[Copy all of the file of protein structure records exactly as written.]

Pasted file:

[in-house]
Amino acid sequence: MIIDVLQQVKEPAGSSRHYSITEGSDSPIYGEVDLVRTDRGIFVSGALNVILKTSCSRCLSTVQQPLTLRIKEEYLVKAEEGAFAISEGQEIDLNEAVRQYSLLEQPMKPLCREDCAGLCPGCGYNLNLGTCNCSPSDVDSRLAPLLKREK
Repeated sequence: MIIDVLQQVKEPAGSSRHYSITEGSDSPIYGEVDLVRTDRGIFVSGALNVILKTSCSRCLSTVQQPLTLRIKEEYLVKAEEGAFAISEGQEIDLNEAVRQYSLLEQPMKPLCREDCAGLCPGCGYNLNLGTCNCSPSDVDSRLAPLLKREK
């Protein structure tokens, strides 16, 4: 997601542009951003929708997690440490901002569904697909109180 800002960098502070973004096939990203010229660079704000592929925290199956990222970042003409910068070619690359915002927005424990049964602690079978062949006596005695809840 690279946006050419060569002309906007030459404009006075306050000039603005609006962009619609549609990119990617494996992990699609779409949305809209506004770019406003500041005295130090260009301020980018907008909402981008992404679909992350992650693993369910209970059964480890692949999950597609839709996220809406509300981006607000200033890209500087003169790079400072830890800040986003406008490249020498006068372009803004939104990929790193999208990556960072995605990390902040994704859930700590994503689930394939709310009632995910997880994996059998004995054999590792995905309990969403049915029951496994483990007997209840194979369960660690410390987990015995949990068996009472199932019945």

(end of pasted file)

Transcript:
[in-house]
Amino acid sequence: MIIDVLQQVKEPAGSSRHYSITEGSDSPIYGEVDLVRTDRGIFVSGALNVILKTSCSRCLSTVQQPLTLRIKEEYLVKAEEGAFAISEGQEIDLNEAVRQYSLLEQPMKPLCREDCAGLCPGCGYNLNLGTCNCSPSDVDSRLAPLLKREK
Repeated sequence: MIIDVLQQVKEPAGSSRHYSITEGSDSPIYGEVDLVRTDRGIFVSGALNVILKTSCSRCLSTVQQPLTLRIKEEYLVKAEEGAFAISEGQEIDLNEAVRQYSLLEQPMKPLCREDCAGLCPGCGYNLNLGTCNCSPSDVDSRLAPLLKREK
């Protein structure tokens, strides 16, 4: 997601542009951003929708997690440490901002569904697909109180 800002960098502070973004096939990203010229660079704000592929925290199956990222970042003409910068070619690359915002927005424990049964602690079978062949006596005695809840 690279946006050419060569002309906007030459404009006075306050000039603005609006962009619609549609990119990617494996992990699609779409949305809209506004770019406003500041005295130090260009301020980018907008909402981008992404679909992350992650693993369910209970059964480890692949999950597609839709996220809406509300981006607000200033890209500087003169790079400072830890800040986003406008490249020498006068372009803004939104990929790193999208990556960072995605990390902040994704859930700590994503689930394939709310009632995910997880994996059998004995054999590792995905309990969403049915029951496994483990007997209840194979369960660690410390987990015995949990068996009472199932019945």